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10 Things to Know About Pancreatic Cancer

Wednesday, November 06, 2019 11:52 AM

By: Lauren McRae

In the United States, approximately 56,000 patients will be diagnosed with pancreatic cancer over the next year. It is the fourth leading cause of cancer-related death in the United States for both men and women.

Everyone knows someone or has been affected by cancer in some way. When Jeopardy! fans found out their favorite game show host, Alex Trebek, was diagnosed with stage 4 pancreatic cancer in March, awareness for this disease went sky high. 

Unfortunately, there is no early screening tests for the disease, so it’s imperative that anyone who experiences persistent symptoms like pain in the upper abdomen, unexplained weight loss, fatigue, jaundice or a new onset of diabetes take notice. 

Learn about the signs and symptoms, risk factors, detection and more offered by Matthew Adess, MD, Gastrointestinal Cancer, Hematology.

 Pancreatic Cancer

What are the initial signs and symptoms?
The most common symptoms associated with pancreatic are pain typically in the abdomen and back, yellowing of the eyes and skin, and unexplained weight loss. Some symptoms seen less frequently are dark urine, light stools, nausea, and vomiting. Many times, people have nonspecific symptoms felt to be related to other health issues. This can make it difficult to diagnose and may lead to a delay in the diagnosis.

What are some of the causes or who is at greater risk?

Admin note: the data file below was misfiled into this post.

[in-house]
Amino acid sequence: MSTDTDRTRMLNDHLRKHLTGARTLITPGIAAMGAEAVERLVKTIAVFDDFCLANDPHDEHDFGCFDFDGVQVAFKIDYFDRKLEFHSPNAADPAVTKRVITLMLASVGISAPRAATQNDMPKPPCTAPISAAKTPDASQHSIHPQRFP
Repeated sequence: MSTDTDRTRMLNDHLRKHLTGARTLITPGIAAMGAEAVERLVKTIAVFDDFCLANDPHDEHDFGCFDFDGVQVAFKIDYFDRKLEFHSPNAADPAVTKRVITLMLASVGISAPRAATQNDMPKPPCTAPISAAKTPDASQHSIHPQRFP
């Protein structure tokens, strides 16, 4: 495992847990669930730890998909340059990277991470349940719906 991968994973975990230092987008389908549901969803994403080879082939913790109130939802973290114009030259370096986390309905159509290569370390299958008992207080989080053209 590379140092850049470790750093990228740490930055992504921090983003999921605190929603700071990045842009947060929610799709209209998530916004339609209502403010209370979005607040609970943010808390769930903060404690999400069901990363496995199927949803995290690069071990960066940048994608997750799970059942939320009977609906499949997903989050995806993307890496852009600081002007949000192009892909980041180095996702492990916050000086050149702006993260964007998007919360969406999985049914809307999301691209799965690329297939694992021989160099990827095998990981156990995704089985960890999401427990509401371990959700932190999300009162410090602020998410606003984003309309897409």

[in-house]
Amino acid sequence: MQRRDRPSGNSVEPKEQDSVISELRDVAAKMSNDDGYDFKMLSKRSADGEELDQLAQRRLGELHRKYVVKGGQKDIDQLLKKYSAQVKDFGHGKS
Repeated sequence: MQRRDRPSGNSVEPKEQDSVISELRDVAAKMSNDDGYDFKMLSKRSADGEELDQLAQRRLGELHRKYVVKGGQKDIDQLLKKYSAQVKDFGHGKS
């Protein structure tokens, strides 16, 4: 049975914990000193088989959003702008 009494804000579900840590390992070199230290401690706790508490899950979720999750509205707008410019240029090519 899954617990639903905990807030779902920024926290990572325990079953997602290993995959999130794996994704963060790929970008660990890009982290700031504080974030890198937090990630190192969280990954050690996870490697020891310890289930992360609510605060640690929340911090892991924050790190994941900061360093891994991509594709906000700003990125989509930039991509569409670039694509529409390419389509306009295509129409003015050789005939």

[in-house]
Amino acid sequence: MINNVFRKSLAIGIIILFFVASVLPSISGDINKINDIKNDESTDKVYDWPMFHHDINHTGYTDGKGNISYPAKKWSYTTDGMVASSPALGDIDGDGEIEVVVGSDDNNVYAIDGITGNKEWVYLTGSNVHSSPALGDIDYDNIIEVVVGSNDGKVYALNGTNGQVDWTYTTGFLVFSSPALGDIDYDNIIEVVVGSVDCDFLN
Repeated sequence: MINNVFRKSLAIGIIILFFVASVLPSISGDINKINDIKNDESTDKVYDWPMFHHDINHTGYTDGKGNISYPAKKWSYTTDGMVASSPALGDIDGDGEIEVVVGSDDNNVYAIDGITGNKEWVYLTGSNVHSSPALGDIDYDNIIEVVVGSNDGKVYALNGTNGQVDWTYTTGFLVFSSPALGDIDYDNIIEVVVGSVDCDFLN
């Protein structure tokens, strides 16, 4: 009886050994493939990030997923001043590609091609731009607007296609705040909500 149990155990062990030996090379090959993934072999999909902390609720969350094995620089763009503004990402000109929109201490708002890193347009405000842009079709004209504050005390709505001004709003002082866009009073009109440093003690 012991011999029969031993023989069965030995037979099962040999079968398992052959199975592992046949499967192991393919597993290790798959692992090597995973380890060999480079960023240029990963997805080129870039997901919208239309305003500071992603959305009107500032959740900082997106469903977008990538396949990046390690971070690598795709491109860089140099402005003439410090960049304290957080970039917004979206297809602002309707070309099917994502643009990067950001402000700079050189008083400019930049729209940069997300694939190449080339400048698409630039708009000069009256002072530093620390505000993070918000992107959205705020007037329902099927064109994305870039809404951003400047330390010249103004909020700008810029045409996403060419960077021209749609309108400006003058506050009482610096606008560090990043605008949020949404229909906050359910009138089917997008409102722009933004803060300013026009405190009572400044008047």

There are several environmental risk factors that have been associated with an increased risk of pancreatic cancer. Cigarette smoking has been demonstrated to increase the risk. Smoking accounts for approximately 25% of all cases. There is data to suggest that heavy alcohol use increases the risk. It has also been suggested that increased weight and a lack of exercise increases one's risk for pancreatic cancer.

There is a proven hereditary component to pancreatic cancer in some families. An estimated 10-15% of pancreatic cancers are connected to genetic causes. Approximately 5-10% of individuals with pancreatic cancer have a family history of the disease. The major genetic changes causing most hereditary pancreatic cancers are not known yet. There are several genetic changes we can test for at this time. We do know that individuals with relatives with pancreatic cancer have a higher risk for diagnosis. If there is any family history, we refer our patients to our Medical Genetics group for further evaluation. This helps the patient and their family better understand their risk.

How is it detected?
The diagnosis of pancreatic cancer cannot be made based on symptoms alone. A CT scan is the preferred initial test if pancreatic cancer is suspected.  This allows the doctor to confirm the presence of a mass and to see if it is localized to the pancreas. Further testing may be necessary once a mass is seen specifically to evaluate if pancreatic cancer can be removed surgically. This can either be done by a more specific CT scan or MRI.

Why is it so difficult to diagnose in the early stages?
At this time, surgery is the only potentially curative treatment for pancreatic cancer. Unfortunately, only 15-10% of patients are candidates for surgery at the time of diagnosis. Most people do not have symptoms until pancreatic cancer has progressed to a point where they will not benefit from surgery. At this time, there is no screening test available to identify those at risk or those with early cancer. This is a current major focus of research as early detection would lead to many more successful outcomes for patients.